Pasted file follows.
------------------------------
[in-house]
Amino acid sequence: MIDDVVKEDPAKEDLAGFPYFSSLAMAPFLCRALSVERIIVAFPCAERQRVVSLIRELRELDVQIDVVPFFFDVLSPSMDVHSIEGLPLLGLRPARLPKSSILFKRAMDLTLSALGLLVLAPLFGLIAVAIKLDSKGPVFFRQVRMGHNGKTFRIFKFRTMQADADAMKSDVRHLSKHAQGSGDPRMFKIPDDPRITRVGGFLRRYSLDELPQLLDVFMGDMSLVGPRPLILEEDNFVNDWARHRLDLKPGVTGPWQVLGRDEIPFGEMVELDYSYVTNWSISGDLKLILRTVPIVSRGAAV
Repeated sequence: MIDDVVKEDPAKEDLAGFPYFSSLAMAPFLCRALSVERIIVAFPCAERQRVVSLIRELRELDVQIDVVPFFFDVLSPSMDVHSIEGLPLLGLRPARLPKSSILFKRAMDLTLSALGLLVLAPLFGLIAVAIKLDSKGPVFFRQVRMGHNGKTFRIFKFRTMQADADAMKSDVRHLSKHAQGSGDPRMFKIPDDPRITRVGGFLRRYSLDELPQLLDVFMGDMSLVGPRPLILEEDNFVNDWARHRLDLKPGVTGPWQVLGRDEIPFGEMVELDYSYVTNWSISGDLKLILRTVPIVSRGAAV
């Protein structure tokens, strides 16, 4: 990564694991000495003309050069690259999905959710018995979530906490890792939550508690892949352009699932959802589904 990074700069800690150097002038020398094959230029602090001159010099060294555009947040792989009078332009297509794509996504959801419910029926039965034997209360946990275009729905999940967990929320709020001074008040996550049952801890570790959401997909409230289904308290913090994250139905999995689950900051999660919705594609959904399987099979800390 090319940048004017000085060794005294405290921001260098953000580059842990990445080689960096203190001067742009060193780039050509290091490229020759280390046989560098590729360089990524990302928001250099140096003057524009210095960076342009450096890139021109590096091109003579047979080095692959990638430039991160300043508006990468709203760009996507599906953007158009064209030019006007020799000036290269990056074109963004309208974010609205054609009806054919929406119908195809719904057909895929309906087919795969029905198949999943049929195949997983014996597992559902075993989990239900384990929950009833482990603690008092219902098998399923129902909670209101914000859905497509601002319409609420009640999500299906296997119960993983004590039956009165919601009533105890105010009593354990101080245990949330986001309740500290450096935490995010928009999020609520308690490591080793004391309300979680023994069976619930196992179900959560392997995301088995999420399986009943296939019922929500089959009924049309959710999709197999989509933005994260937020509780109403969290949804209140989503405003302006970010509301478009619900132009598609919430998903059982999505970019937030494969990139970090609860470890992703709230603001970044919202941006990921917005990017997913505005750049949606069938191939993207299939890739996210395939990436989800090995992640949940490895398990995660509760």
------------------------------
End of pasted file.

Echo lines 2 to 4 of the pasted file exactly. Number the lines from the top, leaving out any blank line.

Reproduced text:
Amino acid sequence: MIDDVVKEDPAKEDLAGFPYFSSLAMAPFLCRALSVERIIVAFPCAERQRVVSLIRELRELDVQIDVVPFFFDVLSPSMDVHSIEGLPLLGLRPARLPKSSILFKRAMDLTLSALGLLVLAPLFGLIAVAIKLDSKGPVFFRQVRMGHNGKTFRIFKFRTMQADADAMKSDVRHLSKHAQGSGDPRMFKIPDDPRITRVGGFLRRYSLDELPQLLDVFMGDMSLVGPRPLILEEDNFVNDWARHRLDLKPGVTGPWQVLGRDEIPFGEMVELDYSYVTNWSISGDLKLILRTVPIVSRGAAV
Repeated sequence: MIDDVVKEDPAKEDLAGFPYFSSLAMAPFLCRALSVERIIVAFPCAERQRVVSLIRELRELDVQIDVVPFFFDVLSPSMDVHSIEGLPLLGLRPARLPKSSILFKRAMDLTLSALGLLVLAPLFGLIAVAIKLDSKGPVFFRQVRMGHNGKTFRIFKFRTMQADADAMKSDVRHLSKHAQGSGDPRMFKIPDDPRITRVGGFLRRYSLDELPQLLDVFMGDMSLVGPRPLILEEDNFVNDWARHRLDLKPGVTGPWQVLGRDEIPFGEMVELDYSYVTNWSISGDLKLILRTVPIVSRGAAV
């Protein structure tokens, strides 16, 4: 990564694991000495003309050069690259999905959710018995979530906490890792939550508690892949352009699932959802589904 990074700069800690150097002038020398094959230029602090001159010099060294555009947040792989009078332009297509794509996504959801419910029926039965034997209360946990275009729905999940967990929320709020001074008040996550049952801890570790959401997909409230289904308290913090994250139905999995689950900051999660919705594609959904399987099979800390 090319940048004017000085060794005294405290921001260098953000580059842990990445080689960096203190001067742009060193780039050509290091490229020759280390046989560098590729360089990524990302928001250099140096003057524009210095960076342009450096890139021109590096091109003579047979080095692959990638430039991160300043508006990468709203760009996507599906953007158009064209030019006007020799000036290269990056074109963004309208974010609205054609009806054919929406119908195809719904057909895929309906087919795969029905198949999943049929195949997983014996597992559902075993989990239900384990929950009833482990603690008092219902098998399923129902909670209101914000859905497509601002319409609420009640999500299906296997119960993983004590039956009165919601009533105890105010009593354990101080245990949330986001309740500290450096935490995010928009999020609520308690490591080793004391309300979680023994069976619930196992179900959560392997995301088995999420399986009943296939019922929500089959009924049309959710999709197999989509933005994260937020509780109403969290949804209140989503405003302006970010509301478009619900132009598609919430998903059982999505970019937030494969990139970090609860470890992703709230603001970044919202941006990921917005990017997913505005750049949606069938191939993207299939890739996210395939990436989800090995992640949940490895398990995660509760």